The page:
Beijing is debating how much support to give international coalition against IS militants and trying to figure out how many Chinese nationals may have joined group overseas More

CDC: Ebola Could Infect 1.4 M by 2015

US health officials say if efforts to curb the outbreak are not increased, cases will soar dramatically by early next year More

Video USAID Provides $231 Million for Girls Education in 5 Countries

US Agency for International Development partners with celebrities to call attention to importance of education for girls worldwide More

This forum has been closed.
Comments
     
There are no comments in this forum. Be first and add one

Featured Videos

Your JavaScript is turned off or you have an old version of Adobe's Flash Player. Get the latest Flash player.
Washington to Pyongyang: 'Shut This Evil System Down'i
X
Scott Stearns
September 23, 2014 10:52 PM
U.S. Secretary of State John Kerry is calling on North Korea to shut down prison camps and other human rights abuses following a United Nations Commission of Inquiry into "widespread and systematic human rights violations." VOA State Department Correspondent Scott Stearns reports from the United Nations.
Video

Video Washington to Pyongyang: 'Shut This Evil System Down'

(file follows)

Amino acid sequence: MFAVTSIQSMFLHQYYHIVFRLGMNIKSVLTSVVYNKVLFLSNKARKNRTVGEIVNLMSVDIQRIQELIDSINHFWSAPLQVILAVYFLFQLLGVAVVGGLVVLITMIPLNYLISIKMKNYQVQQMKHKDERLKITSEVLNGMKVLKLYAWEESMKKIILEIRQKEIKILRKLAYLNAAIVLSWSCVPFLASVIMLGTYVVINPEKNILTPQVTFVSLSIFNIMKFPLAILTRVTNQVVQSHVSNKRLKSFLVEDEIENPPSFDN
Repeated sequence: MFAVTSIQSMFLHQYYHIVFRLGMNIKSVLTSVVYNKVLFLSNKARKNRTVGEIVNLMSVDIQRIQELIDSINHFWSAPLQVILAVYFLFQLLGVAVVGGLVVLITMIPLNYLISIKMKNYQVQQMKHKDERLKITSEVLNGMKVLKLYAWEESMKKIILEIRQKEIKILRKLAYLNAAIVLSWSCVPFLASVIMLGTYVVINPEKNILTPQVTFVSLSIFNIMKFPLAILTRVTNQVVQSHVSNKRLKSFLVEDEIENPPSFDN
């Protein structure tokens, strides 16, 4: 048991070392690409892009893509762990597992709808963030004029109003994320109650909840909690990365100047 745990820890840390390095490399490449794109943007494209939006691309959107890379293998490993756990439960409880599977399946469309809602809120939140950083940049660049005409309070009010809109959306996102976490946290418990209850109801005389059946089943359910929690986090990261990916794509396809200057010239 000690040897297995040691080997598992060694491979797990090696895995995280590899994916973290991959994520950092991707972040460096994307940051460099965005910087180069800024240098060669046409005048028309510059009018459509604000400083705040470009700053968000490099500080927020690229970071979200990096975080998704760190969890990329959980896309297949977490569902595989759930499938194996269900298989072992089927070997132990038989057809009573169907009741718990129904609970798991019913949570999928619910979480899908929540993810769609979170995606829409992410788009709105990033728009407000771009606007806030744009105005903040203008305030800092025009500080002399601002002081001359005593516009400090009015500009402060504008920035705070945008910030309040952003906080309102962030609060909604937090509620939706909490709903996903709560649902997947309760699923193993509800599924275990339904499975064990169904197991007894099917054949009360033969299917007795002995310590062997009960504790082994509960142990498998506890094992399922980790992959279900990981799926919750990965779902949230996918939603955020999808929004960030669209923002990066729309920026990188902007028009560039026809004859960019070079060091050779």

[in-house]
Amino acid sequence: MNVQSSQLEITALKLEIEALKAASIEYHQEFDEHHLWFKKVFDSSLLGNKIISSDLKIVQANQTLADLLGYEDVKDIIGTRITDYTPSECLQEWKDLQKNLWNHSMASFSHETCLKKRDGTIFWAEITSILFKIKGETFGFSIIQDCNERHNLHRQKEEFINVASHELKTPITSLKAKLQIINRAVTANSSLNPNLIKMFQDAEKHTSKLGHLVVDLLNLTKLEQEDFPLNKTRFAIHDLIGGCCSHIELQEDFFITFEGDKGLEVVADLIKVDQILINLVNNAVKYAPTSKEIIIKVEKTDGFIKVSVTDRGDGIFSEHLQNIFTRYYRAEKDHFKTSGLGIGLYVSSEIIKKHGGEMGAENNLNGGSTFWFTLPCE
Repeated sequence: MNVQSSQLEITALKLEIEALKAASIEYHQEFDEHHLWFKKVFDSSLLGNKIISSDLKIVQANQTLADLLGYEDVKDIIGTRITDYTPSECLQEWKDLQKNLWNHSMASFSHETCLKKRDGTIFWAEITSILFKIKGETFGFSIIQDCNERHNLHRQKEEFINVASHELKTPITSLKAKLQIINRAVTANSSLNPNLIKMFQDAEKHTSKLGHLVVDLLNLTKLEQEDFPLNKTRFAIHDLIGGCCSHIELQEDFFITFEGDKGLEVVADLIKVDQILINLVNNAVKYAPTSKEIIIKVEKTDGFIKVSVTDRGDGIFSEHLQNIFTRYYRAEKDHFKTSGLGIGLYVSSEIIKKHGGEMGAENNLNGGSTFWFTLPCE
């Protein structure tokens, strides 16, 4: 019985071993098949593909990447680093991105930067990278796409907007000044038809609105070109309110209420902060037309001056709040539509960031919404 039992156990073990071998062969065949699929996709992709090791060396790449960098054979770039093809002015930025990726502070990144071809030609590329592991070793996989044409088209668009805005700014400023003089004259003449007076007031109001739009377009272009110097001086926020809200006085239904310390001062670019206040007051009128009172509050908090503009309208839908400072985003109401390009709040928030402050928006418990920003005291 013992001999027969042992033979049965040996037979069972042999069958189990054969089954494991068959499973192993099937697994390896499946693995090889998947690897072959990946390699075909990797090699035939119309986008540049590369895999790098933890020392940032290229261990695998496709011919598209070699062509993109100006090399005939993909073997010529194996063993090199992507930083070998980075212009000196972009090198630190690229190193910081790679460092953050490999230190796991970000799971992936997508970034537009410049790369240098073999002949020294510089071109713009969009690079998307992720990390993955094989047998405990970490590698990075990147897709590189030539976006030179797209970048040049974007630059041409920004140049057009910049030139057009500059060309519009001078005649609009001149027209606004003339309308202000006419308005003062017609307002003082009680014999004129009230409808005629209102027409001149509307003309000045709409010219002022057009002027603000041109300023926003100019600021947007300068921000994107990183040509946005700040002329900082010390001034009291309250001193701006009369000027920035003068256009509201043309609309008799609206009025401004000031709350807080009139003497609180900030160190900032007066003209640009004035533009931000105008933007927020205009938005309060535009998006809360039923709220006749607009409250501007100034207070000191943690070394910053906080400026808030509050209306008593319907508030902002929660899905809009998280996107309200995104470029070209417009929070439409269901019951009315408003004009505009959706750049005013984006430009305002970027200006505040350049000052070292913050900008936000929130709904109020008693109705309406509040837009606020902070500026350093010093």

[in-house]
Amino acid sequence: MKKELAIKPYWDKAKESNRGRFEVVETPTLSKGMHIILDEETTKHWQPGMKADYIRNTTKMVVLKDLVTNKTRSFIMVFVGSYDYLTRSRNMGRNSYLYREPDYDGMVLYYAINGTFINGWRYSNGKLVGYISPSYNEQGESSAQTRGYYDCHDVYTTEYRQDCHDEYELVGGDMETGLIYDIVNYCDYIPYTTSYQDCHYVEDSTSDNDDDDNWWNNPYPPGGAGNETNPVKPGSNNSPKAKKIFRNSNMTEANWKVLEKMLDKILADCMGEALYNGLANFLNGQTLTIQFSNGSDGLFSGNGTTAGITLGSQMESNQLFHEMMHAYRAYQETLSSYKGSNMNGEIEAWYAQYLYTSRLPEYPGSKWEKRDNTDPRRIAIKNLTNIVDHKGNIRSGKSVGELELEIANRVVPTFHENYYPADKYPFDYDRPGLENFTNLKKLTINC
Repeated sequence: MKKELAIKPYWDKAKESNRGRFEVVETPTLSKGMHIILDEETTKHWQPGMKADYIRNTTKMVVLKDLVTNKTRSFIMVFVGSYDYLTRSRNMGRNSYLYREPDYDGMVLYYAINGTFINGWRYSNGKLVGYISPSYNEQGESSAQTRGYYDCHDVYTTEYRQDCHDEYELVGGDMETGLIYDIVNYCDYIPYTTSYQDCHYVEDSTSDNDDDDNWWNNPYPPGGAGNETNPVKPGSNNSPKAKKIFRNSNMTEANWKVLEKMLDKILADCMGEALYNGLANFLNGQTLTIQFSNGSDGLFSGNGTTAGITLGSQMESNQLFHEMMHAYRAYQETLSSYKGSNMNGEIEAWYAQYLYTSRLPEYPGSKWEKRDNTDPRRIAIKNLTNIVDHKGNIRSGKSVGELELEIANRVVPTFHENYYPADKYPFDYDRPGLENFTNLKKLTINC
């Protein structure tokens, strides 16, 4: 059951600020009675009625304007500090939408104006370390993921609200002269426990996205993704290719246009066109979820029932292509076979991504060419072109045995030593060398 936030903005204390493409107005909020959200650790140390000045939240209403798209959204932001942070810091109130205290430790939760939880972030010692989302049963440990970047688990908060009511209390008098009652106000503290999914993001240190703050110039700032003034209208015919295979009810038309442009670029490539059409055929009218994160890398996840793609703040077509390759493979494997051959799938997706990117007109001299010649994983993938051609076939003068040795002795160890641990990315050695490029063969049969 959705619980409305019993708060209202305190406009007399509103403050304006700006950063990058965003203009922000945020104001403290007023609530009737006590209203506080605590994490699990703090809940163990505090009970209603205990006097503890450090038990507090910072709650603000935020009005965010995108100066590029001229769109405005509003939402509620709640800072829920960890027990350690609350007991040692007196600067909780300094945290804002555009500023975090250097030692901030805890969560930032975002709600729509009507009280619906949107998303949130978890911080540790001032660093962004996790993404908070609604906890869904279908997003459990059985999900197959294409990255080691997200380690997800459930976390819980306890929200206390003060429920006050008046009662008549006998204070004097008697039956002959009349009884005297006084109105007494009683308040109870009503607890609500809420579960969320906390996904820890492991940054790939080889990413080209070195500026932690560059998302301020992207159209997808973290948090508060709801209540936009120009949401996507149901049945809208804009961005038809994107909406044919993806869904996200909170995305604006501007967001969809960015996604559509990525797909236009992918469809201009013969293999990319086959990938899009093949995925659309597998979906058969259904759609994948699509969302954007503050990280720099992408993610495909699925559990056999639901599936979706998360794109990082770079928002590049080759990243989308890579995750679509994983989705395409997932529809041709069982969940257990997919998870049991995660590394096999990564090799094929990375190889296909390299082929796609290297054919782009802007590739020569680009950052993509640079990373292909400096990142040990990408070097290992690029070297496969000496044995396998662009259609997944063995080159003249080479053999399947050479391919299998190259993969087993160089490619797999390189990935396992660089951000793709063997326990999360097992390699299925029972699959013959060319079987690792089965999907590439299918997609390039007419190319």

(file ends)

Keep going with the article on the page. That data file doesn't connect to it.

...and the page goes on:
U.S. Secretary of State John Kerry is calling on North Korea to shut down prison camps and other human rights abuses following a United Nations Commission of Inquiry into "widespread and systematic human rights violations." VOA State Department Correspondent Scott Stearns reports from the United Nations.
Video

Video US, Gulf Allies Strike Islamic State Militants in Syria

United States forces have carried out strikes against Islamic State or ISIL militant positions in Syria - the first time Western forces have taken action on Syrian soil. Five U.S. allies from the Gulf joined the military action. Local reports suggest dozens of militants were killed. The U.S. also carried out unilateral missile strikes against a Syria-based terror group which Washington says poses an imminent threat to the West. Henry Ridgwell reports from London.
Video

Video High Intensity Focused Ultrasound Used to Kill Cancer Tumor

There is a new way of killing certain cancer tumors that allows the patient to go home on the same day. Surgeons at the Keck Medical Center of the University of Southern California became the first doctors to use this procedure on a patient with the help of high intensity focused ultrasound, or HIFU, and new robotic technology. Elizabeth Lee reports from Los Angeles.
Video

Video USAID Provides $231 Million for Girls Education in Five Countries

Hollywood stars Alicia Keys, Jennifer Garner and 30 others have voiced their support for a U.S.-backed initiative called "Let Girls Learn." The $231 million program, funded by the U.S. Agency for International Development, is aimed at ensuring public and quality education for girls worldwide. As VOA's Mariama Diallo reports, this new program will focus on five countries in Africa, South Asia, Latin America and the Middle East.
Video

Video UN: Relocation of Bedouins in Israel Weakens Two-state Solution

Rural Bedouins living in disputed lands east of Jerusalem could soon find themselves forcibly relocated. VOA's Sharon Behn reports from Jerusalem that while Israel defends the move as in the Bedouins’ best interests, the United Nations says the plan threatens the survival of the two-state solution with Palestinians.